Frank P. Sargent
- This article is about the American trade unionist. For the Massachusetts Governor, see Francis W. Sargent.
Frank Pierce Sargent (1851-1908) was an American trade union functionary and government official. Sargent is best remembered as the head of the Brotherhood of Locomotive Firemen and Enginemen for a period of more than 17 years and as the United States Commissioner General of Immigration during the first years of the 20th Century.
Frank P. Sargent was born on November 18, 1851, in the small town of East Orange, Vermont. He was the son of Charles Edwin Sargent, a farmer, and his wife Mary C. Kinney Sargent. Sargent completed his education in a rural district school of Orange County, Vermont at the age of 17 and left for Manchester, New Hampshire to learn photography as an apprentice in a photography shop.
Having learned the trade, Sargent went to work as a photographer himself, plying his trade in Manchester, Philadelphia, and Haverhill, Massachusetts. His health began to fail him, however, so Sargent moved to the Southwestern American state of Arizona, where he joined the U.S. Cavalry. In this capacity Sargent participated in the U.S. Government's ongoing war against the Apache nation from 1879 to 1880.
Sargent served at Fort Apache, Arizona under the command of Captain H.C. Hentig and fought skirmishes against the Victoria band in the summer of 1880 in Arizona and Mexico, including one engagement at Cibicue at which his commanding officer was killed.
With his term of enlistment served, Sargent was discharged from the cavalry in December 1880 and went to work in the rail transport industry as engine wiper for the Southern Pacific Railroad. After three months in this position, Sargent was promoted to a place as fireman on a construction train, later moving to a similar post on the regular road service.
Sargent was initiated into the Brotherhood of Locomotive Firemen (BLF), a relatively new mutual benefit association, on October 20, 1881. He immediately became active in BLF affairs and was soon made Financier of Cactus Lodge, No. 94. He was subsequently elected as a delegate to the BLF's 1882 Annual Convention, held in Terre Haute, Indiana. The following year at the 1883 Denver Convention of the BLF Sargent was elected Vice Grand Master of the brotherhood. He was elevated to the position of Grand Master — head of the BLF — at the Philadelphia Convention of 1885.
Sargent would retain his post as chief of the Brotherhood of Locomotive Firemen through 1902, during which time the organization's membership was broadened and name changed to the Brotherhood of Locomotive Firemen and Enginemen. The Sargents resided in Terre Haute during the entire time Frank was Grand Master.
In his capacity as BLF chief Sargent played a role in the Burlington Railroad Strike of 1888 as well as the 1894 Great Northern Railroad strike conducted by the American Railway Union headed by Sargent's former BLF associate, Eugene V. Debs.
Sargent was regarded as a conservative voice in union affairs, not prone to aggressiveness in labor disputes — a tendency which gained him the nickname "Safety Valve."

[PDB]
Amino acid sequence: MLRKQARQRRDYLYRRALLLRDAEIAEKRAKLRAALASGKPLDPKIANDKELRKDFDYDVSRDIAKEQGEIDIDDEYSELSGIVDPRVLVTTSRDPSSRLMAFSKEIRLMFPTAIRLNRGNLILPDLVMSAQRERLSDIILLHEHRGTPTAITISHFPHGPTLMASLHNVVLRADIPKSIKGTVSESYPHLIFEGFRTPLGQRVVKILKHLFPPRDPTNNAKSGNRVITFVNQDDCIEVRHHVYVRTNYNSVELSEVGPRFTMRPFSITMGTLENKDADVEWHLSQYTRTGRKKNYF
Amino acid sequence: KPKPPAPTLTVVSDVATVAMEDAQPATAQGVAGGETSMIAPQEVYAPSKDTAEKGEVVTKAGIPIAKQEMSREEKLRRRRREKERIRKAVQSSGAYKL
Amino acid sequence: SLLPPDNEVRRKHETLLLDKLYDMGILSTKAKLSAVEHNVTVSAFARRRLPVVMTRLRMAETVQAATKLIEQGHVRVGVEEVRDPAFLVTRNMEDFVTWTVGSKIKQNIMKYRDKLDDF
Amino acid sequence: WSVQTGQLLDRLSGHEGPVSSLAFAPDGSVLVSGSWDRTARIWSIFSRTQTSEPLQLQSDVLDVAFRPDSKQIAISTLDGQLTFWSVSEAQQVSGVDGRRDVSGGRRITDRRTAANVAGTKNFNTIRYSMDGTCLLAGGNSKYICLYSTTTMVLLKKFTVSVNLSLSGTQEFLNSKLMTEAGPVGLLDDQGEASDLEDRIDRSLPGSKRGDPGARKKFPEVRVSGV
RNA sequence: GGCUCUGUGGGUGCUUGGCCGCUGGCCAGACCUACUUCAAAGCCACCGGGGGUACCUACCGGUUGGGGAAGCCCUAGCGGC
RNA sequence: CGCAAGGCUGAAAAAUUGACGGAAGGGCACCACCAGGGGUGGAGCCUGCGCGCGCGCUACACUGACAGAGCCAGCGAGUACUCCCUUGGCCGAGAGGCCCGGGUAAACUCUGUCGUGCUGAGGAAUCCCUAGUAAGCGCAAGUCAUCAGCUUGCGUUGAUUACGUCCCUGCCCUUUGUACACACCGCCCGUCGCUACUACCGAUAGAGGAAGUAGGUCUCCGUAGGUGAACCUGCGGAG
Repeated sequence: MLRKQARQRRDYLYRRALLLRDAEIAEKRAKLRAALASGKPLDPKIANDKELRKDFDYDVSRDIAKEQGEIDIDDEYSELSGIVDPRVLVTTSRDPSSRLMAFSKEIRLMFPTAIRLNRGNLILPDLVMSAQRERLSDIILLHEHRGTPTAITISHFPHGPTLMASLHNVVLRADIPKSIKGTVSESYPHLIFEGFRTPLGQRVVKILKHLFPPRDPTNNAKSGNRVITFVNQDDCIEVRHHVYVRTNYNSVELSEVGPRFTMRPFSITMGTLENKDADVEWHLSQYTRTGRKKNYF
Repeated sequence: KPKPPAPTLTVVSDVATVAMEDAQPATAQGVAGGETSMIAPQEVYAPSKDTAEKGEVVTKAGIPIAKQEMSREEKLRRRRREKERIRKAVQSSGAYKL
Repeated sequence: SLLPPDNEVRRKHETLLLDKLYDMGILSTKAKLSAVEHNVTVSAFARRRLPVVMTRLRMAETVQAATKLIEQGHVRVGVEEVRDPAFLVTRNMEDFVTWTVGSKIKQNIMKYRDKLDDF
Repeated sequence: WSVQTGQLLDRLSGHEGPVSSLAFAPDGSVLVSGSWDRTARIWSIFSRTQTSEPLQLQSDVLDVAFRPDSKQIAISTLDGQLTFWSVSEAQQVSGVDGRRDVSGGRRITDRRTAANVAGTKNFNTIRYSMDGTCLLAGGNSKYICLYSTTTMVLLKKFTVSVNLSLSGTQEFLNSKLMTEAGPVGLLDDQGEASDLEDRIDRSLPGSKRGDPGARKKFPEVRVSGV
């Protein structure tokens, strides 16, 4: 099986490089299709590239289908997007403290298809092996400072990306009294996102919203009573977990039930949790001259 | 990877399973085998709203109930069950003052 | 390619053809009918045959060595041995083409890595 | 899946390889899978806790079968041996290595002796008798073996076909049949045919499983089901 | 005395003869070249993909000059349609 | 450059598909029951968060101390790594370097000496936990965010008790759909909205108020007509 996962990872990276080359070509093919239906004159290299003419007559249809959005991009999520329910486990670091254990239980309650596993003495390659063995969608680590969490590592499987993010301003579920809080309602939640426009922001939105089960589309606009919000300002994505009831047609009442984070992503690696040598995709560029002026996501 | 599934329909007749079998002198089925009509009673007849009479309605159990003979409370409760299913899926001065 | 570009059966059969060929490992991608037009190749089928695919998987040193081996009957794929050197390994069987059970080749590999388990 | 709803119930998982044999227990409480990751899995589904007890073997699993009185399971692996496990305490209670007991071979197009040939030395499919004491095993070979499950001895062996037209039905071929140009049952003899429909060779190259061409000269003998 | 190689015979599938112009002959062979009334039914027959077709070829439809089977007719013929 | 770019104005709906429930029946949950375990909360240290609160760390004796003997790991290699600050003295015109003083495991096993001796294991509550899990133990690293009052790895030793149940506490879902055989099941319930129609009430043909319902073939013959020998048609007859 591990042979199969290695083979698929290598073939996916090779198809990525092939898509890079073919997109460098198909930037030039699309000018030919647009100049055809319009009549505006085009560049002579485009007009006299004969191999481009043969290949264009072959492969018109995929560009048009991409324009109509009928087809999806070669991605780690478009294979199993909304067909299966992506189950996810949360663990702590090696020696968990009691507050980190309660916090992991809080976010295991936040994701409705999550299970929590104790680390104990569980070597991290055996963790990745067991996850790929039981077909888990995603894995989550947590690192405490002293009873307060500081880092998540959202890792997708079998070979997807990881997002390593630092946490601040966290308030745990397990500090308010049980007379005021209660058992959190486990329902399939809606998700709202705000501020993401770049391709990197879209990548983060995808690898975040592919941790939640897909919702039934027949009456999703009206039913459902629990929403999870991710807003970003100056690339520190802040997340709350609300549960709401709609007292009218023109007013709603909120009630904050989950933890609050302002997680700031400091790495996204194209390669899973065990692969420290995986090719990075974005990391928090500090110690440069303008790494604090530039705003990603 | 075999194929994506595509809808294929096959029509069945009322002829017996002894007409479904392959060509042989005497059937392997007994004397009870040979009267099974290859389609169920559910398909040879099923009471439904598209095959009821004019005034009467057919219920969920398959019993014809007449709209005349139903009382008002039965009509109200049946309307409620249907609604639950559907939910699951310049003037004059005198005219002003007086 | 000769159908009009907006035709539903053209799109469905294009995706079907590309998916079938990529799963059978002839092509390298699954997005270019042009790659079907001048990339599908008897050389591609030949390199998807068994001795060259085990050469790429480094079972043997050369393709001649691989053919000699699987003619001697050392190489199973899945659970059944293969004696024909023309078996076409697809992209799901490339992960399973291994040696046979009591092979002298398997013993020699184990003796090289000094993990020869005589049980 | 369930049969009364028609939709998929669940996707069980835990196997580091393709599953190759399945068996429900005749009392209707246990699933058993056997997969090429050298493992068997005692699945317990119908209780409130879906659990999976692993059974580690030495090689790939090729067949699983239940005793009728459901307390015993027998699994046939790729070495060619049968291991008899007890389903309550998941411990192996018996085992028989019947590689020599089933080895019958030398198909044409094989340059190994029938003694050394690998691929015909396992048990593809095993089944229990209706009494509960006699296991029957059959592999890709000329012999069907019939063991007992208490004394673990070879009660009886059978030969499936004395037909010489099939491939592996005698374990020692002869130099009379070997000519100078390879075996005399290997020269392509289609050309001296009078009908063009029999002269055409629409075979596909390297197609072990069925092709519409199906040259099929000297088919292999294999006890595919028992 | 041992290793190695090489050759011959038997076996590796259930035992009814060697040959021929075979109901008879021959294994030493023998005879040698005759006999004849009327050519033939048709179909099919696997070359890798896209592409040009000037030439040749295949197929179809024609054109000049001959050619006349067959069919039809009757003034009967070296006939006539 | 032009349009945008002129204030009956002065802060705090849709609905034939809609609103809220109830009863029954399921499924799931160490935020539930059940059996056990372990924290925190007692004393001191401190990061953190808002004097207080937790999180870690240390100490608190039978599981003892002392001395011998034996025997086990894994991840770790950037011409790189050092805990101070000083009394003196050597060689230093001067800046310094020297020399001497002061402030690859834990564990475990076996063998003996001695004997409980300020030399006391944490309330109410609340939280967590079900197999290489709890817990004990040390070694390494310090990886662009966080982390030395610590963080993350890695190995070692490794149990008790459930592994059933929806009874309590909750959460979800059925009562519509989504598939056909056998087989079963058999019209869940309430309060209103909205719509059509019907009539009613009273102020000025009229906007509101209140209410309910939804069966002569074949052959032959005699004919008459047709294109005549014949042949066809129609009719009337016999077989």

Sargent was an active member of the National Civil Federation as well as a trusted associate of Samuel Gompers of the American Federation of Labor and John Mitchell of the United Mine Workers of America.
Sargent was first tapped for government service during the Republican administration of William McKinley, when he declined appointment to head the nation's currency-issuing authority, the Bureau of Engraving and Printing.
At the next such opportunity Sargent answered in the affirmative, however, and in April 1902 he was appointed by President Theodore Roosevelt as Commissioner General of Immigration. In this capacity Sargent stood as a committed opponent of the so-called "open door policy" with regards to immigration.
Death and legacy
Frank P. Sargent died in Washington, DC on September 4, 1908 as the result of "stomach trouble," coming in the wake of three severe strokes which rendered him partially paralyzed. He was 56 years old at the time of his death. Sargent was succeeded in his government role by Assistant Commissioner of Immigration F.H. Larned on an interim basis.
- Note that some sources have Sargent as born in 1854. An early biography published in 1888 by the Brotherhood of Locomotive Firemen is adamant on the point, however, stating "he was born November 18, 1851, and is therefore in his thirty-seventh year of age." See: "Life of F.P. Sargent, Grand Master," in Souvenir of the 14th Annual Convention of the Brotherhood of Locomotive Firemen, 1888. [Terre Haute, IN?]: Brotherhood of Locomotive Firemen, 1888; pg. 13.
- "Frank Pierce Sargent," in Gary M. Fink (ed.), Biographical Dictionary of American Labor. Westport, CT: Greenwood Press, 1985; pg. 501.
- "Life of F.P. Sargent, Grand Master," pg. 15.
- "Life of F.P. Sargent, Grand Master," pg. 17.
- "Frank P. Sargent Dead: Immigration Commissioner Formerly Chief of Locomotive Firemen," New York Times, September 5, 1908.
- "A Short History of the Brotherhood of Locomotive Firemen," in Carroll D. Wright (ed.), Fifth Annual Report of the Commissioner of Labor, 1889: Railroad Labor. Washington: Government Printing Office, 1890; pp. 40–41.
- "Problems of Immigration," Annals of the American Academy of Political and Social Science, vol. 24 (July 1904), pp. 153–155.
- Paul Michel Taillon, Good, Reliable, White Men: Railroad Brotherhoods, 1877-1917. Urbana, IL: University of Illinois Press, 2009.
- "The Flood from Europe: The Immigration Problem, 1903." —Extensive extract of Sargent's 1903 report as Commissioner General of Immigration.